In any case, as you said, the contributor can't copyright data and the licensing terms allow for re-use by others.

At a minimum, it needs to be roughly in the form of "Copyright <year> <person's name>"  where the year is the year the work was created or in which a derivative work was created. The word "Copyright" could be replaced with "Copr." or "©".

Lawyers may be fussy about this, and it may be considered standard practice, but there is no requirement to include any of these items for a work to be copyrighted. If I took a picture and uploaded it here to WikiTree, you could not legally download it and host it on your own. Even if no statement of copyright is present, the work is still under copyright laws.

I agree with everything you said. I was just saying that if someone actually puts a copyright notice on something, it should follow the specified format. The person who is copyrighting all of her "data" and artifacts is clueless but she is explicitly claiming copyright. In most of the cases, the claim is invalid for lots of reasons.
Agreed. I also find it funny that "coyprighted" was misspelled.
+3 votes
In response to your question about your cousin publishing her work on here , it depends why she is publishing and who is publishing.

If she is self publishing and not concerned with sales then there is no problem.If she wants to sell the book to others publishing here might limit her market.

If she intends to find a publisher  ( a difficult task in itself) they will probably not touch it if a substantive portion is available elsewhere.

This  would also apply if she she wanted to publish a paper in an academic journal. Publishing elsewhere before hand is a definite 'no, no'.

Just to add, I felt a bit miffed to find a cut and paste copy of a  detailed bio. I had written on Geni (a citation would have done) I then thought 'c'est la vie'. If one wants open access to research and a permanent (and free) repository, one can't complain when people make use of it.
by Helen Ford G2G6 Pilot (487k points)
edited by Helen Ford
+5 votes
There are a lot of great answers here already, but I wanted to break this down a bit farther using the linked profile as an example.

A fact or a theory—for example, the fact that an ancestor was born (including either a general year or an exact date)—is not protected by copyright. If a genealogist discovered this fact, anyone would be free to use it without asking for permission from the genealogist. Similarly, if a genealogist creates a theory that the ancestor died between two dates because of the lack of documentation in census records, anyone could use that theory.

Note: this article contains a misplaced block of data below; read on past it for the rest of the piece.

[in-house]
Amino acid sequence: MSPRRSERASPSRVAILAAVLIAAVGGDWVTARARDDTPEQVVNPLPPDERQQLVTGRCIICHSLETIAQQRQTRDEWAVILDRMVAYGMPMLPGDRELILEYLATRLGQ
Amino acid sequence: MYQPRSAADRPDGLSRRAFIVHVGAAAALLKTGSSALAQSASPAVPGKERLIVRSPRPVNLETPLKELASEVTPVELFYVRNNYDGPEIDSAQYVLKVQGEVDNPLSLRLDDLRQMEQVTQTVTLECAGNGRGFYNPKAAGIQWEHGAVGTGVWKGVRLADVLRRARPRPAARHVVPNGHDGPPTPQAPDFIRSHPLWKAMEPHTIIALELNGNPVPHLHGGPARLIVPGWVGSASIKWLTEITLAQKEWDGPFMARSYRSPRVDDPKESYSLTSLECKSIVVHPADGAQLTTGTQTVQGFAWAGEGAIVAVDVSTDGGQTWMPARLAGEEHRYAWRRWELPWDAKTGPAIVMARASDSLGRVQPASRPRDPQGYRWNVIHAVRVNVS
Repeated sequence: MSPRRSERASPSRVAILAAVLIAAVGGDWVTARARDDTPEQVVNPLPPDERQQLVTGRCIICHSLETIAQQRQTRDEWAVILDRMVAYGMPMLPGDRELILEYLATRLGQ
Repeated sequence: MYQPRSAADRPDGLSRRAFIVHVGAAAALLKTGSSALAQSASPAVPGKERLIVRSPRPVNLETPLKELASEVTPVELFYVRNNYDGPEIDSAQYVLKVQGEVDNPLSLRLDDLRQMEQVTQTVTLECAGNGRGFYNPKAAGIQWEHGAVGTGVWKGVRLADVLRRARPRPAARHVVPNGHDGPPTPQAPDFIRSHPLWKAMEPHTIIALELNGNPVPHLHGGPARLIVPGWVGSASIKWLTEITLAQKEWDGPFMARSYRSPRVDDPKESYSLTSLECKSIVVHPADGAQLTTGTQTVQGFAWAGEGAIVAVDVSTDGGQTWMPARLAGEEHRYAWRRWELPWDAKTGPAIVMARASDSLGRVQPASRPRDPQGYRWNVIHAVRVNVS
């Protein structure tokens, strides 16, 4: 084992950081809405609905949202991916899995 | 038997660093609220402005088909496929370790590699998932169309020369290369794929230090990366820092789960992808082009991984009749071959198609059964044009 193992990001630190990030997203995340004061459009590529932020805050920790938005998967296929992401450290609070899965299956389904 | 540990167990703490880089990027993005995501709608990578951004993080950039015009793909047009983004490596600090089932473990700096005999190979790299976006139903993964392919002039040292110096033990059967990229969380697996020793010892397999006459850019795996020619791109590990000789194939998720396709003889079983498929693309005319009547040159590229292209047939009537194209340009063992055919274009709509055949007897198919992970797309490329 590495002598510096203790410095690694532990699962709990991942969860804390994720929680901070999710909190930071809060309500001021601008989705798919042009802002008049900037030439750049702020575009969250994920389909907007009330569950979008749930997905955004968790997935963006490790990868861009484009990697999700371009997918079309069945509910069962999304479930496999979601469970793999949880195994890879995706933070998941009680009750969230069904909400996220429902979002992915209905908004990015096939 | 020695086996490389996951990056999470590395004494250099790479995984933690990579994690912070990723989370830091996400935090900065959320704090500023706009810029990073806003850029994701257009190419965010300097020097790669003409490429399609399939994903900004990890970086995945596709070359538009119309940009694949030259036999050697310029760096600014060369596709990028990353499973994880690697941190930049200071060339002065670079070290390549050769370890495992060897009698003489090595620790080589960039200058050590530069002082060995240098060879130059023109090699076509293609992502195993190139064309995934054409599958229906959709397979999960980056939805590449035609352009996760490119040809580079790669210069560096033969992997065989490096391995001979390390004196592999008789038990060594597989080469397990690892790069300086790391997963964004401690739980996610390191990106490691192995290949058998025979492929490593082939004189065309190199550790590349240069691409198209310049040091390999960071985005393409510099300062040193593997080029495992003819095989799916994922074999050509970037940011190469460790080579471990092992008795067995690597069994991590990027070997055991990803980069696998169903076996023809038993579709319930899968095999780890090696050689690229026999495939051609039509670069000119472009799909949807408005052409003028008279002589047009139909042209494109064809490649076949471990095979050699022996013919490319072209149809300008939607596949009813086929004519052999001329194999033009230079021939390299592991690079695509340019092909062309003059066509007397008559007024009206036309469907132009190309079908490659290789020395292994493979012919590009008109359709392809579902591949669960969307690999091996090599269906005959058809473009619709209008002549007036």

However, the unique manner in which a fact is expressed may be protected. Therefore, if a genealogist created a movie or wrote a book (or biography) about how and when they believe that same ancestor died (black plague, or fell off a wagon and was crushed in a stampede), the specific way the genealogist presented the ideas in the works would be protected by copyright.

To tie this directly back to the linked profile - none of the work on the page is able to be copyrighted. They are all facts or theories that are not expressed in a unique manner.
by Steven Harris G2G6 Pilot (775k points)
Why the Beverly Hillbillies theme song popped into my head, but as I was thinking this through, I was picturing:

Jed Clampett - born 1908 - died 2003. (fictional facts, not able to be copyrighted)

Jed Clampett was born on a small piece of land in the back hills of Tennessee in 1908. He grew up and got married and was out shootin' food, when he struck crude... oil that is. Texas Tea. So he and his kin folk moved off to Beverly. Hills that is. He became famous, and retired back to Tennessee before he passed away in 2003 at the ripe old age of 95. (fictional biography that "could" be copyrighted, except that it's a made up fiction and that I'm sure someone in Hollywood would take offense if I tried.)